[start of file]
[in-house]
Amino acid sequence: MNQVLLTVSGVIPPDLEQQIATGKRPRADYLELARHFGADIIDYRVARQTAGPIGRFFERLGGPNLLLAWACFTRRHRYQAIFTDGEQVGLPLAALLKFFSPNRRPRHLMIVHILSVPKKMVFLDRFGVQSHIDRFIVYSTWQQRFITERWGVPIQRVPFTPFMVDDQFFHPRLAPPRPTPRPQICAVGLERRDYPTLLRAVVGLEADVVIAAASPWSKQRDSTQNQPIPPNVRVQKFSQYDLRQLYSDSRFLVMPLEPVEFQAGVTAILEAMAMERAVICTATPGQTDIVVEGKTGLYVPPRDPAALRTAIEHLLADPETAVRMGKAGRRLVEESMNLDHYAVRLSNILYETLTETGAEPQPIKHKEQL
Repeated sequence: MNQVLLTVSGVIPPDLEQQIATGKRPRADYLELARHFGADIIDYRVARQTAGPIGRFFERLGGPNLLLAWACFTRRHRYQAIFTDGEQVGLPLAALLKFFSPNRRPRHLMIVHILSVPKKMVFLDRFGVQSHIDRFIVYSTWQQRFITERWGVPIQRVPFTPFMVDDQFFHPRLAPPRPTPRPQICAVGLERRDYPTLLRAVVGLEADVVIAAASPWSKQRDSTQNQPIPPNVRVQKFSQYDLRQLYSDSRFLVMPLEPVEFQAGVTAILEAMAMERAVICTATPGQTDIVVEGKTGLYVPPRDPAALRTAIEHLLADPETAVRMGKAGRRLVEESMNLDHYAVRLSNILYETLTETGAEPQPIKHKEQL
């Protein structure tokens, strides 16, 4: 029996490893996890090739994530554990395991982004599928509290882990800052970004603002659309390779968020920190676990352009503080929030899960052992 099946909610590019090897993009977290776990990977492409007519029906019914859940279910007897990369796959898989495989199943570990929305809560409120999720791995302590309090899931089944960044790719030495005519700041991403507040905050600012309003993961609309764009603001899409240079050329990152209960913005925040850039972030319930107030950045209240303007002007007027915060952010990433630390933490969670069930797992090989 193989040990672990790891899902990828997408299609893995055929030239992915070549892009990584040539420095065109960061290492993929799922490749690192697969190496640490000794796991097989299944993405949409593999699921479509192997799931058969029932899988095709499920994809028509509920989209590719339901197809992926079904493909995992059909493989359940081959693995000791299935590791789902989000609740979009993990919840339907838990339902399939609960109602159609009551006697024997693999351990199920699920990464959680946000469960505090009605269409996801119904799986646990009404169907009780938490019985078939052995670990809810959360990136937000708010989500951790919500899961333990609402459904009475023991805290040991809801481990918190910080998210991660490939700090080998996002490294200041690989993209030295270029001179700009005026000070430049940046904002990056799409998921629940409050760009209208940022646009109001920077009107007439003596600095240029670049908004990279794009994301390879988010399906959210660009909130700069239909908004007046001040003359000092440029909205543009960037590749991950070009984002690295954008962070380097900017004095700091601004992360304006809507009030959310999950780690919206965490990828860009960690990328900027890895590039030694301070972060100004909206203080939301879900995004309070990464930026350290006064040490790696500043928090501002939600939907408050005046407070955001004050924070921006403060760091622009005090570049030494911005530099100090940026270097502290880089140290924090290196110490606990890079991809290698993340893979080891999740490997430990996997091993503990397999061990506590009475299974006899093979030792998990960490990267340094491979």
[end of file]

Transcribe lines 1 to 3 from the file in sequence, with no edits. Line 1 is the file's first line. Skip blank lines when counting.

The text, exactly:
[in-house]
Amino acid sequence: MNQVLLTVSGVIPPDLEQQIATGKRPRADYLELARHFGADIIDYRVARQTAGPIGRFFERLGGPNLLLAWACFTRRHRYQAIFTDGEQVGLPLAALLKFFSPNRRPRHLMIVHILSVPKKMVFLDRFGVQSHIDRFIVYSTWQQRFITERWGVPIQRVPFTPFMVDDQFFHPRLAPPRPTPRPQICAVGLERRDYPTLLRAVVGLEADVVIAAASPWSKQRDSTQNQPIPPNVRVQKFSQYDLRQLYSDSRFLVMPLEPVEFQAGVTAILEAMAMERAVICTATPGQTDIVVEGKTGLYVPPRDPAALRTAIEHLLADPETAVRMGKAGRRLVEESMNLDHYAVRLSNILYETLTETGAEPQPIKHKEQL
Repeated sequence: MNQVLLTVSGVIPPDLEQQIATGKRPRADYLELARHFGADIIDYRVARQTAGPIGRFFERLGGPNLLLAWACFTRRHRYQAIFTDGEQVGLPLAALLKFFSPNRRPRHLMIVHILSVPKKMVFLDRFGVQSHIDRFIVYSTWQQRFITERWGVPIQRVPFTPFMVDDQFFHPRLAPPRPTPRPQICAVGLERRDYPTLLRAVVGLEADVVIAAASPWSKQRDSTQNQPIPPNVRVQKFSQYDLRQLYSDSRFLVMPLEPVEFQAGVTAILEAMAMERAVICTATPGQTDIVVEGKTGLYVPPRDPAALRTAIEHLLADPETAVRMGKAGRRLVEESMNLDHYAVRLSNILYETLTETGAEPQPIKHKEQL